Canada’s Tanya Keshavjee Macedo married a Brazilian and now lives in São Paulo. She loves a mixed fruit caipiroska and Brazilian Pizza but misses a Montreal Bagel and a snowy day in front of the fire.
Where are you from?
I was born in Toronto, Canada
What brought you to Brazil?
I was studying for my MBA at Goizueta Business School in Atlanta, USA, when I met my future husband, who is Brazilian. We fell in love during an MBA study trip to Brazil, and after I graduated we married, and moved to São Paulo.
What do you do here?
I am a Professor of Corporate Social Responsibility and Ethics at Business School São Paulo (BSP). I am also the Manager of International Programs at BSP – funnily enough I create and manage the same type of study tour programs on which I met my husband.
What do you miss about Canada?
Mainly, I miss my family and friends. I miss Montreal bagels, fabulous Thai and Vietnamese and other ethic foods from Toronto. I miss snowy days, when you can curl up by a fireplace and read a good book while sipping hot chocolate with marsh mellows.
What do you most like about Brazil?
I love the opportunity to better understand the culture in which my husband was raised. I love the Brazilian people, they are warm and lovely. I love the fabulous restaurants and shopping in São Paulo, the old city of Pelorinho in Salvador, beaches of Rio.
What is your favourite restaurant in Brazil?
Viccolonostro – charming place (perfect for a date), great decor / atmosphere and fabulous food.
Have you tried brazilian food and drink such as feijoada, churrasco and caipirinha? Did you like them?
I am a vegetarian, so I have not tried the feijoada or churrasco, but I love the mixed fruit caipiroska (Caipirinha made with a mixture of fruits and vodka). I think that the Brazilian pizza is fabulous!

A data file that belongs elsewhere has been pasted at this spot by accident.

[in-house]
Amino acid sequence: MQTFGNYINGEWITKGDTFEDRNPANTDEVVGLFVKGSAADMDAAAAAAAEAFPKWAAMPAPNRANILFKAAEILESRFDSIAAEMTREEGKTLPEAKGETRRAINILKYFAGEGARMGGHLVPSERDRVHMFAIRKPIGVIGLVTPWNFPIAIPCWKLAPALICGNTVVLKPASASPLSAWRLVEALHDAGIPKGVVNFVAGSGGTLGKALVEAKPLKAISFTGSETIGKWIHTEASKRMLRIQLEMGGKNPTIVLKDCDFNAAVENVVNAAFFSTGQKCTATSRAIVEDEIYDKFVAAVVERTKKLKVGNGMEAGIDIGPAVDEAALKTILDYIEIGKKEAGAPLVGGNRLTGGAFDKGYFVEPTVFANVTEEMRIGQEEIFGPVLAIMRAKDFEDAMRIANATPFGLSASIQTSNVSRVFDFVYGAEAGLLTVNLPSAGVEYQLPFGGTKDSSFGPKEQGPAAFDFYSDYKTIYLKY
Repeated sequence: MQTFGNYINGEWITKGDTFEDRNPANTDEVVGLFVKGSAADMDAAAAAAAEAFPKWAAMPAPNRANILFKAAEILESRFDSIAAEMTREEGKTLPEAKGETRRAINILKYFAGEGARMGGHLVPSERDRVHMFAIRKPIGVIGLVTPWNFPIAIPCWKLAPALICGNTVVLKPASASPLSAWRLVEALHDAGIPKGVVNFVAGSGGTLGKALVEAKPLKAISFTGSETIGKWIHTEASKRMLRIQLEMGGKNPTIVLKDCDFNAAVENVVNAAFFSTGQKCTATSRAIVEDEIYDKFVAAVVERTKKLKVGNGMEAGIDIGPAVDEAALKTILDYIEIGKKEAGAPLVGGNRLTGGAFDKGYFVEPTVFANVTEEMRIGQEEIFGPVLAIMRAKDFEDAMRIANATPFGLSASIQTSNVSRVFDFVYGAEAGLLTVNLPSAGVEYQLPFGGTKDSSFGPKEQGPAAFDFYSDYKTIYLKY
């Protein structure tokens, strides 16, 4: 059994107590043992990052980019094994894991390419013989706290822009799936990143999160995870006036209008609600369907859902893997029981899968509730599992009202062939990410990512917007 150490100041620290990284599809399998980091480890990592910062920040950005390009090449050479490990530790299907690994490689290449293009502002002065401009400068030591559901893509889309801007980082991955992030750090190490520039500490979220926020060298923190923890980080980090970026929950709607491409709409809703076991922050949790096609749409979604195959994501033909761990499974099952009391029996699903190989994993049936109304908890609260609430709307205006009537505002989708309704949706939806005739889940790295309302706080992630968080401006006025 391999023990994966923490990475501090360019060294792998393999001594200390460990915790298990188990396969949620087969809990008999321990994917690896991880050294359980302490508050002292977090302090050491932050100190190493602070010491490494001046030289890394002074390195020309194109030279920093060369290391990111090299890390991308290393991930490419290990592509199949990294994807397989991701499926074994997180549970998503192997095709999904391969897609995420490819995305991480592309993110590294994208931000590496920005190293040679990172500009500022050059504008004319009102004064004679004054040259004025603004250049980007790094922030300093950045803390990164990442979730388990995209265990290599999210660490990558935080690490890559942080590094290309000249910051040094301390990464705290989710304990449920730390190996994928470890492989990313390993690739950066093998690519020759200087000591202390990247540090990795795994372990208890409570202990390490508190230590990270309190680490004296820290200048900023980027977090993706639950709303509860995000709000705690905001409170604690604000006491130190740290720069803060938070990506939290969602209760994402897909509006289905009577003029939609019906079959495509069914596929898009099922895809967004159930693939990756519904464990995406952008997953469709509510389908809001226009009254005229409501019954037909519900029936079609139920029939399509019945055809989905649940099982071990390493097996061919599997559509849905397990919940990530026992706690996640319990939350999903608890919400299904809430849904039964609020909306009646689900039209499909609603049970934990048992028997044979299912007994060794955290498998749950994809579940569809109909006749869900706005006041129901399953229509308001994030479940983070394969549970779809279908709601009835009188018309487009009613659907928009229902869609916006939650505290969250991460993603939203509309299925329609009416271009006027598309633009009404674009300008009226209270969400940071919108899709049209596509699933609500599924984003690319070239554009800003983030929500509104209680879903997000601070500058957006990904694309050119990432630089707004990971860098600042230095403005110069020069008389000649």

What difference between Canada and Brazil do you find most striking?
So many exist that I have to mention a few…The most glaring is the personal safety issue. In Canada, even in its largest city Toronto, it is very safe in many ways; I would never think about being robbed at a street light, or worry about whether or not to wear jewelry, in case it is stolen. However, in Canada you worry about other crimes like kidnapping, which I think are less common here. Another big difference is the extreme differences in wealth distribution in Brazil which you dont see in Canada. Finally, Canadians seem to be a lot more willing to demand fair treatment from the government. We expect and demand transparency with respect to the spending of our tax dollars. If Canadians had to pay the exorbitant speeding fines that they have in São Paulo (even going 1km over), there would be public outcry about the government gauging the public.
What are 3 things you would recommend to do for a visitor to São Paulo?
I would recommend shopping in the Jardins, walking in Iberapuera park and having dinner at Viccolonostro.
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